Against Arkansas, Holmgren scored 11 points to go with 14 rebounds and two blocks. Fouls kept him from making a bigger impact and that perhaps might be why Gonzaga ended up falling short.
In other words, a lot of Gonzaga’s story was teams trying to go after Holmgren and Holmgren not backing down and oftentimes making them pay for going at him. He never shriveled from these physical challenges, even if some of those players bumped him off his spot. He always came back.
That is one of the big takeaways from Holmgren’s season, as Andy Patton of Locked On Gonzaga told me on a recent episode of Locked On Magic:
That competitive fire is certainly a big piece of the Holmgren puzzle. And a big thing that scouts will like about him.
But there is also a significant portion of Holmgren’s game that has been hidden at Gonzaga.
All three of the top prospects had some usage issues in college to varying and different degrees. And a big part of that is because each played with a traditional, paint-bound center.
No player probably had it worse than Holmgren dealing with the context of his team.
He arrived at Gonzaga with a dominant college player in Drew Timme already in place. Gonzaga was going to continue running a lot of their offense through him and that would inevitably move Holmgren to the perimeter and congest his space to get to the paint off the dribble — the college game is already congested with its allowance for zone defenses and the shorter 3-point line.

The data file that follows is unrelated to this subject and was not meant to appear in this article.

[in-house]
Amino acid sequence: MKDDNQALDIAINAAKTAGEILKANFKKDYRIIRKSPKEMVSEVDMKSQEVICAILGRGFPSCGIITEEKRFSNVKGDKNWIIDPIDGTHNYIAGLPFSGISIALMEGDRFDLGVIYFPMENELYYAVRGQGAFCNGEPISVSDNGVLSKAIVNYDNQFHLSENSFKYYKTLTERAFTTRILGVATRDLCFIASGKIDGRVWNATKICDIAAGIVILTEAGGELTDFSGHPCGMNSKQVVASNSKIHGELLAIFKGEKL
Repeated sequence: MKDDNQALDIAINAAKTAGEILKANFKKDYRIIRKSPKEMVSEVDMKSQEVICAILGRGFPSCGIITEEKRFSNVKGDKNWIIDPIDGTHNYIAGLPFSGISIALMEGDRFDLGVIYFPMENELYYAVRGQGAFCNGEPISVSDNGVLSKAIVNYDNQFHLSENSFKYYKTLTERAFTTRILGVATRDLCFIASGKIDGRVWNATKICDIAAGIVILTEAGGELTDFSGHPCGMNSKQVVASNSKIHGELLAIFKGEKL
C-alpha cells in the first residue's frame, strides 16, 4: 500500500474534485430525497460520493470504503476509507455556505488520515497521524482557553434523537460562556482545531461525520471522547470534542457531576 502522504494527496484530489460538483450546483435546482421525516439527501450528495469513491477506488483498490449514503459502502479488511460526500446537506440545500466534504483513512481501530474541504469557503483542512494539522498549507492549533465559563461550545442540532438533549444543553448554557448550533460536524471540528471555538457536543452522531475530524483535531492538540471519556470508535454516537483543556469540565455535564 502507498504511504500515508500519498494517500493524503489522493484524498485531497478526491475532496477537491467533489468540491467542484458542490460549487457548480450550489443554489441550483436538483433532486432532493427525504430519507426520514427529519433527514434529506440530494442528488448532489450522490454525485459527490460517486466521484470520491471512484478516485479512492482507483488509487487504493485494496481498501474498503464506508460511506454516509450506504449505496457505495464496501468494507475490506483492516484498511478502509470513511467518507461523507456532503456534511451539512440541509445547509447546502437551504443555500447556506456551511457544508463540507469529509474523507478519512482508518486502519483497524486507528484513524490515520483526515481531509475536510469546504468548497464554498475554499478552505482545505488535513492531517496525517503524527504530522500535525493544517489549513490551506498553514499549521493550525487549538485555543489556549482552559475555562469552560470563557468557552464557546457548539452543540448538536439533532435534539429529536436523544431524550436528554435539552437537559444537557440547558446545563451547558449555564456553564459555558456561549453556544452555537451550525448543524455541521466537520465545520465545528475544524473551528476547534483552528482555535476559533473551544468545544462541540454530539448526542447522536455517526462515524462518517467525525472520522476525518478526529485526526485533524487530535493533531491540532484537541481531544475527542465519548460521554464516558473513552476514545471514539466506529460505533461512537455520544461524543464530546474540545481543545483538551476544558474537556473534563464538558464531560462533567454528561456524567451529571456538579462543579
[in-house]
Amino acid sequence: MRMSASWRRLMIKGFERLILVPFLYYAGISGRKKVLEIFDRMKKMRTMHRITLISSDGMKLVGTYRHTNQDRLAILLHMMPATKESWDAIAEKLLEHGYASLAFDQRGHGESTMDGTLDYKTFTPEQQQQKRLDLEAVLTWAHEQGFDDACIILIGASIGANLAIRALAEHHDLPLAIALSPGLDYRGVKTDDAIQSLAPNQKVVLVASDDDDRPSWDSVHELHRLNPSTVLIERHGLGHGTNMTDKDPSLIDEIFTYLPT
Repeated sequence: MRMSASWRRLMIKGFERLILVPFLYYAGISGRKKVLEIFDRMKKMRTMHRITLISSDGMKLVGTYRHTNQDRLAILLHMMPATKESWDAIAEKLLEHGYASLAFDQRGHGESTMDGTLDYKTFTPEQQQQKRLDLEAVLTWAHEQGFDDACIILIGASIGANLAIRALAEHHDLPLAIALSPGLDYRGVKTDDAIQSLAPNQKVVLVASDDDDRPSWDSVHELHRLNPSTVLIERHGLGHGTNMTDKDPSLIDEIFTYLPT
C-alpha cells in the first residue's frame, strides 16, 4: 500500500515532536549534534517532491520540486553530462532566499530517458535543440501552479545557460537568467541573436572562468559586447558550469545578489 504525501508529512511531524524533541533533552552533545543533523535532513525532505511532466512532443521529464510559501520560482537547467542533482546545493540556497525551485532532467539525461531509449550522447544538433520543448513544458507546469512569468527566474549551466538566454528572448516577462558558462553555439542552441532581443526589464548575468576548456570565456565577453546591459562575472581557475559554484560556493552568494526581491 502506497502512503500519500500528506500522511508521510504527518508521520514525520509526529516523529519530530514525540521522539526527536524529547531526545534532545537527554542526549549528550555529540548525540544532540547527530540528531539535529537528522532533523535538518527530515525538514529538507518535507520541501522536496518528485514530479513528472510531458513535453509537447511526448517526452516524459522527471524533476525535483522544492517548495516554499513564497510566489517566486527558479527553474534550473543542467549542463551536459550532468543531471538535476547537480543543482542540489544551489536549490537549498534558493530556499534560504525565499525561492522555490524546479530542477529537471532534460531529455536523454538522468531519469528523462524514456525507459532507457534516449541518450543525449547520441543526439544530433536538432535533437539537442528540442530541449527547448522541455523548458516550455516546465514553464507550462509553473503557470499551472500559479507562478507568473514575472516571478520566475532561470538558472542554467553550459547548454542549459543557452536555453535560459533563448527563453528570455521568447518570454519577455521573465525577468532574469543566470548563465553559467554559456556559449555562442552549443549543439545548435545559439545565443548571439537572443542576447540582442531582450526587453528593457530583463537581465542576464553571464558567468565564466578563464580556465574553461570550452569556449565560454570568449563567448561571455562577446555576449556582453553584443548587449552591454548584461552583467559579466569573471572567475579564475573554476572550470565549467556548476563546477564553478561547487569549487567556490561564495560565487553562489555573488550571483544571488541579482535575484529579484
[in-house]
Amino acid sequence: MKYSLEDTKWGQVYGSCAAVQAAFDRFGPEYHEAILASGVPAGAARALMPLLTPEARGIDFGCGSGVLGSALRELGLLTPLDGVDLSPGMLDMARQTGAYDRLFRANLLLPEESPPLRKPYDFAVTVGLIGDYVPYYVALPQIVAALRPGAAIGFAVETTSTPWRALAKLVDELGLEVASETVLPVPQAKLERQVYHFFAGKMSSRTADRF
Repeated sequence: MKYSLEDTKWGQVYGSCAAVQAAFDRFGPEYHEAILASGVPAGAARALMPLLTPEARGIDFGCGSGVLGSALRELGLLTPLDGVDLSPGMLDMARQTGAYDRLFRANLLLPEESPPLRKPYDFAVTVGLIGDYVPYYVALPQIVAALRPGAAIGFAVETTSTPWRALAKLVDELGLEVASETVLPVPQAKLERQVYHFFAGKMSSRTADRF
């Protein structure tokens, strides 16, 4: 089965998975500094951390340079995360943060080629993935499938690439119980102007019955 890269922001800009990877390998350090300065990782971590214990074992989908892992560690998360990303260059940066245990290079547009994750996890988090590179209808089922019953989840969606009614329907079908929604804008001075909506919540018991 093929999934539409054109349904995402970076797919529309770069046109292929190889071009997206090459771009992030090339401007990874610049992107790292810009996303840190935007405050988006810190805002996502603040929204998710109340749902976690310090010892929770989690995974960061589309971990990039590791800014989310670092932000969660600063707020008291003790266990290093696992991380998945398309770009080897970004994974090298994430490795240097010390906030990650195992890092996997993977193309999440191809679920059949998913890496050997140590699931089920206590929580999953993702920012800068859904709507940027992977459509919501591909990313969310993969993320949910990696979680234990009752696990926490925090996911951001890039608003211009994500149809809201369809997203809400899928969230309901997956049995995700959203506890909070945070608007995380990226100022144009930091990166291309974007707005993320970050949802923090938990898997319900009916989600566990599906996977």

Also working against Holmgren was just the generally poor shooting from Gonzaga’s guards. The Bulldogs needed Holmgren on the perimeter to space the floor effectively. Gonzaga shot 37.0-percent from beyond the arc overall and 41.0-percent from three in conference play.
But this struggle from deep became apparent in the NCAA Tournament when they struggled to get past Memphis and eventually lost to Arkansas. The Bulldogs made only 5 of 21 3-pointers in their loss to the Razorbacks in the Sweet Sixteen.
No player is going to benefit more from NBA spacing than Holmgren. A lot of the things he did at Gonzaga were just limited by space.
Pop in some high school tape of Holmgren and compare it to his college tape, and Holmgren looks like a completely different player:
In these highlights against Emoni Bates’ team from Michigan, you can see Chet Holmgren not only patrolling the paint as a complete menace at the rim but also running the floor and devouring space in transition as a cutter and as a ballhandler.
His greatest highlight and potential ability is this fluid movement in the open floor and attacking even smaller defenders off the dribble.
He did this on occasion at Gonzaga, but there just was not the space for him to showcase these skills at the college level consistently. He did it enough though for everyone to know it is there — watch specifically his block and transition play against UCLA from early in the season.
Creating an offensive that can take advantage of this athleticism and fluidity from a player this tall was just not a priority for Gonzaga and the program Mark Few was trying to build. There is almost certainly a bit of this hidden away for the NBA to discover.
That is, of course, part of the game with college scouting for the NBA. All the NBA scouts are trying to figure out how everything will translate to the NBA.
Holmgren obviously will have a lot of work to do to get himself NBA ready and make good on all the talent and hype. There is no guarantee that he will get there or that everything will translate as he continues to climb up the ladder.
But there is plenty of reason to believe that what the world saw at Gonzaga is only a fraction of what Holmgren can do and that he can overcome concerns about his body to make his case to be the No. 1 pick.